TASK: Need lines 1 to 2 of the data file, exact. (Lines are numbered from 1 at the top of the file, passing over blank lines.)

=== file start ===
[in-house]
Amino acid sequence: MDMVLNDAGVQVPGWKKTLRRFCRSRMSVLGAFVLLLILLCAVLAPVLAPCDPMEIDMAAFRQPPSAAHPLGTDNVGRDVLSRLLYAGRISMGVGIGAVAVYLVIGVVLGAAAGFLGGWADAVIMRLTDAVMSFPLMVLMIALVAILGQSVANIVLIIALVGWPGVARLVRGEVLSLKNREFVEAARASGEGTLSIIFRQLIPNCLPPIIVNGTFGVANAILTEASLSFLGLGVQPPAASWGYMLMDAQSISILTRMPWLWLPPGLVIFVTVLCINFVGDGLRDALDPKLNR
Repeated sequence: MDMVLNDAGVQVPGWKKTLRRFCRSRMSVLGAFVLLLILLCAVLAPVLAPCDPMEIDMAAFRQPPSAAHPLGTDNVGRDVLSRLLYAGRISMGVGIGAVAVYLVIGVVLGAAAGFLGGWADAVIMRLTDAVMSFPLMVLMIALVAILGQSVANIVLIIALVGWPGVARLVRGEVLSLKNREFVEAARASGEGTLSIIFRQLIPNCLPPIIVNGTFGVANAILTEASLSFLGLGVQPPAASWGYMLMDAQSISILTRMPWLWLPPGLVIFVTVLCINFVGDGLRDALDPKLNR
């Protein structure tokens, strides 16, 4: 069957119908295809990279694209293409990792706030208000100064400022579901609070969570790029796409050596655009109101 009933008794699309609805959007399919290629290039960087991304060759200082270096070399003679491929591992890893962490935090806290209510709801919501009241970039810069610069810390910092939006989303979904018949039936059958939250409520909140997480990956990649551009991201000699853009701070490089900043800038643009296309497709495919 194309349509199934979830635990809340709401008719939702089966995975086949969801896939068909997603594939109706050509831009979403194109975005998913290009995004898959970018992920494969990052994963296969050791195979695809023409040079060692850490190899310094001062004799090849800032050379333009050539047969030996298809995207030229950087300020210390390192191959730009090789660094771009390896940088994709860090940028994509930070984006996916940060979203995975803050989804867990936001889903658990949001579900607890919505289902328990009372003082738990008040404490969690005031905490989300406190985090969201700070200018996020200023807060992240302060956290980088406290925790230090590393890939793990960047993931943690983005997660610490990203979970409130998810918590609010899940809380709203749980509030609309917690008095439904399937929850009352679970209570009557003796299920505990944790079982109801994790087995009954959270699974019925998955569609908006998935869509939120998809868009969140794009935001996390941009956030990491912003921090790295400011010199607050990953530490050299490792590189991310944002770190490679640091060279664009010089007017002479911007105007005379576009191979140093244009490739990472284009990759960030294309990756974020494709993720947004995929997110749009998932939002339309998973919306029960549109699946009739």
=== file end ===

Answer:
[in-house]
Amino acid sequence: MDMVLNDAGVQVPGWKKTLRRFCRSRMSVLGAFVLLLILLCAVLAPVLAPCDPMEIDMAAFRQPPSAAHPLGTDNVGRDVLSRLLYAGRISMGVGIGAVAVYLVIGVVLGAAAGFLGGWADAVIMRLTDAVMSFPLMVLMIALVAILGQSVANIVLIIALVGWPGVARLVRGEVLSLKNREFVEAARASGEGTLSIIFRQLIPNCLPPIIVNGTFGVANAILTEASLSFLGLGVQPPAASWGYMLMDAQSISILTRMPWLWLPPGLVIFVTVLCINFVGDGLRDALDPKLNR